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dc.creatorBenson, Derek Paul
dc.date.accessioned2013-02-22T20:41:01Z
dc.date.available2013-02-22T20:41:01Z
dc.date.created2001
dc.date.issued2013-02-22
dc.identifier.urihttp://hdl.handle.net/1969.1/ETD-TAMU-2001-Fellows-Thesis-B46
dc.descriptionDue to the character of the original source materials and the nature of batch digitization, quality control issues may be present in this document. Please report any quality issues you encounter to digital@library.tamu.edu, referencing the URI of the item.en
dc.descriptionIncludes bibliographical references (leaf 19).en
dc.description.abstractThis study examines a Jungian picture interpretation schema, which can be used to analyze artistic creations in a therapeutic format. This proposed schema attaches significance to specific areas of a drawing. The upper left of a drawing is associated with the father; the lower left with the unconscious; the lower right with mother; and the upper right with the future. Although this Jungian quadrant schema is intriguing, and seeing it put to practice makes it appear valid, it leads an inquisitive mind to wonder many things. Three questions will serve as the foci of this study. First I will address the question of the Jungian schema's validity. I will attempt to find whether a positive association is present between particular quadrants of a drawing and the proposed meanings suggested by this schema. The second question is whether certain personality types within Jung's typology will respond better than others to the schema. Specifically, it is hypothesized that individuals with an introverted, intuitive, feeling typology will perform better than those with other typologies. The third question I will address is whether the schema works best when it elicits a strong affective response from the person who created the picture. It is the hypothesis of this study that individuals with high levels of emotional arousal in response to a picture will tend to perform better than those with little or no emotional response in validating the proposed schema. Two hundred and seven introductory psychology students participated in the study. There were two tests a subject could take: a space domain test, or a color associative test. In both tests, subjects took the Personal Preferences Self Description Questionnaire (PPSDQ), made drawings, and filled out the Self Assessment Manikin, a measure of affective response. Means analyses and t-tests were performed. Analysis revealed only two significant effects: a positive correlation with the unconscious quadrant and a negative correlation with the mother quadrant. The remaining analyses revealed no significant effects. These results suggest that this Jungian schema used to interpret drawings may be invalid and of little practical utility.en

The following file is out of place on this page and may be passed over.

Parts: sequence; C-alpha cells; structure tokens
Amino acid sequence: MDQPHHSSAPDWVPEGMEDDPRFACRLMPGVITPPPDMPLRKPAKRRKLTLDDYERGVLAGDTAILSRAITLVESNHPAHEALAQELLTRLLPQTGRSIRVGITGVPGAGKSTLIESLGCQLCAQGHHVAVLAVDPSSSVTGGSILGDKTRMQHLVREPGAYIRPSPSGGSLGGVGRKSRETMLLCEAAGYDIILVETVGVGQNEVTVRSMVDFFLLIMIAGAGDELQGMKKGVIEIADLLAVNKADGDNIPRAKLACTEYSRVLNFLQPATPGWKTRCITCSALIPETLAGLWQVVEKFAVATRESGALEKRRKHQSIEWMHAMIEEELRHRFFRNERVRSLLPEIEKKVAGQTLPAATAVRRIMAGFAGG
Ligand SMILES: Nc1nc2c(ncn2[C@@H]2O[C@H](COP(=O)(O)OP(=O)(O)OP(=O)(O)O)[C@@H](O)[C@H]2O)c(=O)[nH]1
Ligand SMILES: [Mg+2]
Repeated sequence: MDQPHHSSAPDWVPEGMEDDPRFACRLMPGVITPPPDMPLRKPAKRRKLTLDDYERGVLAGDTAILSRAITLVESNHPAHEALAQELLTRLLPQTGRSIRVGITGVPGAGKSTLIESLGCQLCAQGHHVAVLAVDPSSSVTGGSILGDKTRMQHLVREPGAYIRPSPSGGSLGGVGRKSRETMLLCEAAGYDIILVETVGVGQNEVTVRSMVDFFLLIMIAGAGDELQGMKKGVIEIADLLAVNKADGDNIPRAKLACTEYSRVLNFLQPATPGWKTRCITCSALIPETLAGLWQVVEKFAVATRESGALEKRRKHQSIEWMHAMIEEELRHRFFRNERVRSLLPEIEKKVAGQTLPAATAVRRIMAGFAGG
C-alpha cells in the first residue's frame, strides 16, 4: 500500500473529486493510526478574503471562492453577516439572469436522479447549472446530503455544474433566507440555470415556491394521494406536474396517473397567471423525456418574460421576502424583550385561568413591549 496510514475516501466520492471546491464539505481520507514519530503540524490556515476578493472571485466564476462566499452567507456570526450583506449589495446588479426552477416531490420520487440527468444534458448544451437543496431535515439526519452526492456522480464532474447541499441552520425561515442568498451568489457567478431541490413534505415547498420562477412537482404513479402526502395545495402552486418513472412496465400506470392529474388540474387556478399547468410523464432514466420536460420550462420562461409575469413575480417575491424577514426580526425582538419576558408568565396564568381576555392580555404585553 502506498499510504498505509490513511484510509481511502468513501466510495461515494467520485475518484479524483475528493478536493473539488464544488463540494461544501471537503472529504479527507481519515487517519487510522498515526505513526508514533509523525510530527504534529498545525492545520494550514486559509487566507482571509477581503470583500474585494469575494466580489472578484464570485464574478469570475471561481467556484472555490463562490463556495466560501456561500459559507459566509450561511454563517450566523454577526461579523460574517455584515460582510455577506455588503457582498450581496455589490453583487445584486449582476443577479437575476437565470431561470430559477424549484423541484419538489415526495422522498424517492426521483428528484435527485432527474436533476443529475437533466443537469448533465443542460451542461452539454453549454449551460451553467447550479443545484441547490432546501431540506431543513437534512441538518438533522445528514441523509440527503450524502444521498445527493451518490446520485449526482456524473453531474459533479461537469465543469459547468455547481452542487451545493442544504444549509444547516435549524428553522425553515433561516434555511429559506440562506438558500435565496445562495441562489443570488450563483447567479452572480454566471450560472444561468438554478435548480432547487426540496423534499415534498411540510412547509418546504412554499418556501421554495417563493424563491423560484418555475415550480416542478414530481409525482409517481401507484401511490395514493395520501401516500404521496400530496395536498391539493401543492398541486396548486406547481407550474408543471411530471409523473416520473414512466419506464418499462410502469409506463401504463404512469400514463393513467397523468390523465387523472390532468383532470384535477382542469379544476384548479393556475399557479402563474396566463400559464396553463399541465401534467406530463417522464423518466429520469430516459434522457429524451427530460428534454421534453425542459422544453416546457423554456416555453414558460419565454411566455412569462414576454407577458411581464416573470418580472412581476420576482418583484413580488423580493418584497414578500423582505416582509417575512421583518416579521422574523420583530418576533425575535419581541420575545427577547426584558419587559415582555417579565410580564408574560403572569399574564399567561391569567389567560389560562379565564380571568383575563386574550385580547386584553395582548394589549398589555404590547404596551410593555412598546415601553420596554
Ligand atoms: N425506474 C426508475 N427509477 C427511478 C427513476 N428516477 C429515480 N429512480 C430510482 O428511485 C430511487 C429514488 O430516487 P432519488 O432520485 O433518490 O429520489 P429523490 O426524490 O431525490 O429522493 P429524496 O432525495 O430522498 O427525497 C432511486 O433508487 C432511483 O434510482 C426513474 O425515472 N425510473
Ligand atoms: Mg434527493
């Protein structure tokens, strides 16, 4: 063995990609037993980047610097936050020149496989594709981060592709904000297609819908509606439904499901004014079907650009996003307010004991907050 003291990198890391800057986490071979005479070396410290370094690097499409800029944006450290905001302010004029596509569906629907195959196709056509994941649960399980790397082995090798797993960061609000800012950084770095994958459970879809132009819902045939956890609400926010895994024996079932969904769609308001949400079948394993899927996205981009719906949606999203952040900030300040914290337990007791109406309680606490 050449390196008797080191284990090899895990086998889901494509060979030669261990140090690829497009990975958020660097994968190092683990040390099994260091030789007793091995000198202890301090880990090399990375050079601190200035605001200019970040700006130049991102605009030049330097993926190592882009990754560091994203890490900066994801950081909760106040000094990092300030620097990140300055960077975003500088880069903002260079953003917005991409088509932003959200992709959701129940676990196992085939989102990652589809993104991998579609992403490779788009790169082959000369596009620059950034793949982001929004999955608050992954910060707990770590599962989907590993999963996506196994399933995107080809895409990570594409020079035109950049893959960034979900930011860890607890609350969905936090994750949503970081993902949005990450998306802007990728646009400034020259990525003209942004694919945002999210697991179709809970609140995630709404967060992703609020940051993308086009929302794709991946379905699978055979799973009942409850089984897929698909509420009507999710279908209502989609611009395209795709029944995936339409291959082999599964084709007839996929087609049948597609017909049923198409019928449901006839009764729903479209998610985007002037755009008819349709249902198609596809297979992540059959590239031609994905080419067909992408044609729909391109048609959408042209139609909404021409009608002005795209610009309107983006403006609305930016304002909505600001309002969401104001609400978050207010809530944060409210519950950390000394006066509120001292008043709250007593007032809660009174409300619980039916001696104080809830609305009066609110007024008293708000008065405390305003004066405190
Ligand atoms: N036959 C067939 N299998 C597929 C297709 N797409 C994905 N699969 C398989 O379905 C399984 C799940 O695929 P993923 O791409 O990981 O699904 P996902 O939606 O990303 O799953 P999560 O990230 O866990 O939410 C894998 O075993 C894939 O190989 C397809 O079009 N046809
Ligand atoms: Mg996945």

dc.format.mediumelectronicen
dc.format.mimetypeapplication/pdf
dc.language.isoen_US
dc.publisherTexas A&M University
dc.rightsThis thesis was part of a retrospective digitization project authorized by the Texas A&M University Libraries in 2008. Copyright remains vested with the author(s). It is the user's responsibility to secure permission from the copyright holder(s) for re-use of the work beyond the provision of Fair Use.en
dc.subjectpsychology.en
dc.subjectMajor psychology.en
dc.titlePicture interpretation and Jungian typologyen
thesis.degree.departmentpsychologyen
thesis.degree.disciplinepsychologyen
thesis.degree.nameFellows Thesisen
thesis.degree.levelUndergraduateen
dc.type.genrethesisen
dc.type.materialtexten
dc.format.digitalOriginreformatted digitalen


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